Professor Randolph Richards of Stirling’s Institute of Aquaculture is one of seven academic members of the new Animal Health Research Club (ARC) steering committee, established to unite farmers, breeders and pharmaceutical companies to help combat the threat of animal disease.
The ARC will invest around £9.5 million in research projects to improve the resistance of livestock and farmed fish to pests and disease.
Farm animals suffer from a range of diseases that may reduce their welfare and undermine the sustainability of UK farming. Examples of this are the foot and mouth outbreak of 2001 - which is estimated to have cost the UK economy billions of pounds - and the steady drip of endemic diseases which cost farmers hundreds of millions of pounds each year.
The partners hope that by drawing on the complementary expertise of academia and industry the ARC will spark new ideas for keeping animals healthy and free from disease.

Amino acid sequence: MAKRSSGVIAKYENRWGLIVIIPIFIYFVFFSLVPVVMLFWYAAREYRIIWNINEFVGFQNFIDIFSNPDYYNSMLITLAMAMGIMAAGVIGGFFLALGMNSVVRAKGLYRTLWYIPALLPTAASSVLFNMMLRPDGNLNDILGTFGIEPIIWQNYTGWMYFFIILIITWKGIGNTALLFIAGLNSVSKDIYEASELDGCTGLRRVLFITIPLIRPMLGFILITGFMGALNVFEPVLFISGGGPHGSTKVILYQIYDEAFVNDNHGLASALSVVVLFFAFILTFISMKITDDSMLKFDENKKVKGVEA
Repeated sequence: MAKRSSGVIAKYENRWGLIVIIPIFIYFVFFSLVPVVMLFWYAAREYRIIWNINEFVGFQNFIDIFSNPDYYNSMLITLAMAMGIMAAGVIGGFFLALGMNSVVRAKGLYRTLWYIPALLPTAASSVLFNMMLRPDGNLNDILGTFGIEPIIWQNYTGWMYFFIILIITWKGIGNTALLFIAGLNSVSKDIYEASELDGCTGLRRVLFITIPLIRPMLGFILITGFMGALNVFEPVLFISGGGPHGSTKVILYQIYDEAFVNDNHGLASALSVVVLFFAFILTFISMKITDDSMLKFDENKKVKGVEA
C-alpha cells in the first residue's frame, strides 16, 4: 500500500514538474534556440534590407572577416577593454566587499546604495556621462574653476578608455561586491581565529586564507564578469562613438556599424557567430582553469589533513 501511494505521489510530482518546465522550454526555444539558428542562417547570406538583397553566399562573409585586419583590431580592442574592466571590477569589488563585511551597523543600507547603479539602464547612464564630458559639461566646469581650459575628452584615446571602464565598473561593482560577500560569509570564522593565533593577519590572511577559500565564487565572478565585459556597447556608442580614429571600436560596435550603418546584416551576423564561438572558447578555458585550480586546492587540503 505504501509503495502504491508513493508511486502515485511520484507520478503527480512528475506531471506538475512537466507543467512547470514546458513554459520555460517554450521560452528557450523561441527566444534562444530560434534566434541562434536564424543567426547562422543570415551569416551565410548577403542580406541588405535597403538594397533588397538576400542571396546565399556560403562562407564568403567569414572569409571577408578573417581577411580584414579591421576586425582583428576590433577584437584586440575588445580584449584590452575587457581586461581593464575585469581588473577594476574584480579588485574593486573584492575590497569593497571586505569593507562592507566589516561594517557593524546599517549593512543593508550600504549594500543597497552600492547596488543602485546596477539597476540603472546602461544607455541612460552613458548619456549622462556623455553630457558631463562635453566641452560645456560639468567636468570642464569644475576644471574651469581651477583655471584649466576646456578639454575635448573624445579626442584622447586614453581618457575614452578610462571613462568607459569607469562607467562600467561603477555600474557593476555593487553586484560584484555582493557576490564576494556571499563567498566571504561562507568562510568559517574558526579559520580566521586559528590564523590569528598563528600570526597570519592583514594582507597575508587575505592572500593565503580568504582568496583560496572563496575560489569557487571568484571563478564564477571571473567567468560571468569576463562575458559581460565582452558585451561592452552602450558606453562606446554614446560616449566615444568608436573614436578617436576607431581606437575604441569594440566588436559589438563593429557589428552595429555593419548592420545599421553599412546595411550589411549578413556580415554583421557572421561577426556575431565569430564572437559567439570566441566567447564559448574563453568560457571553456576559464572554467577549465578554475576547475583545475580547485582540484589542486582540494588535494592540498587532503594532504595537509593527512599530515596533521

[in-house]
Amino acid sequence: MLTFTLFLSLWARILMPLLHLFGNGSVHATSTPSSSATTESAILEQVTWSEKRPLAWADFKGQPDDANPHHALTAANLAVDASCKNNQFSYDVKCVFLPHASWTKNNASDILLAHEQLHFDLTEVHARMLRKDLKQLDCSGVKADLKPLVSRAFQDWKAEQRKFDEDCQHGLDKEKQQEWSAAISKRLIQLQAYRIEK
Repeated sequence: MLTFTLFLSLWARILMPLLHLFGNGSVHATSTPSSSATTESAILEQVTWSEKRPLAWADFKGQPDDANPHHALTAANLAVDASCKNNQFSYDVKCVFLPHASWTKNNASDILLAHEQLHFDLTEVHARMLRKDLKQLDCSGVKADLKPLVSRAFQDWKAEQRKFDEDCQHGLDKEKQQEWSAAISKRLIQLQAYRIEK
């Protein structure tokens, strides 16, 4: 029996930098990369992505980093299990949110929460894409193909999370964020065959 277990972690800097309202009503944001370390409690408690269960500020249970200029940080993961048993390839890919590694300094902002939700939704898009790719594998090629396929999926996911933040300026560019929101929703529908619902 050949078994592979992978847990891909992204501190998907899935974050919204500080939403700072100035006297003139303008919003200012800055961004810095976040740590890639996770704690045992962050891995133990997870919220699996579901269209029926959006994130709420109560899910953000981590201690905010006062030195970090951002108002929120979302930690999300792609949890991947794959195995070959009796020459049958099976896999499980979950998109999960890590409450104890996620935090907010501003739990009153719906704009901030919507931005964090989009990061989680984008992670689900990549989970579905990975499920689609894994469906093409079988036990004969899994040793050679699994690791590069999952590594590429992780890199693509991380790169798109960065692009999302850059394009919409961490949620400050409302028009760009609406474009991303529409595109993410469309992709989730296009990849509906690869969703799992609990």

Professor Richards says: “Control of disease is an essential element of modern farming practice. Whether they be cattle, sheep, poultry or fish, farm animals are affected by a diverse range of viruses, bacteria and parasites. To combat these, the best science must be applied in the development of vaccines and in the selection of resistant stock in breeding programmes.
“The bringing together of farming companies, major pharmaceutical industries and academia in the ARC will ensure maximum impact and relevance of research, delivering benefits for everyone from salmon farmers to cattle breeders.”
The ARC is led by the Biotechnology and Biological Sciences Research Council (BBSRC), with additional funding from 12 company members and the Scottish Government. As well as funding research, some of the money will be used to train the next generation of animal health researchers and to support the sharing and dissemination of findings and ideas.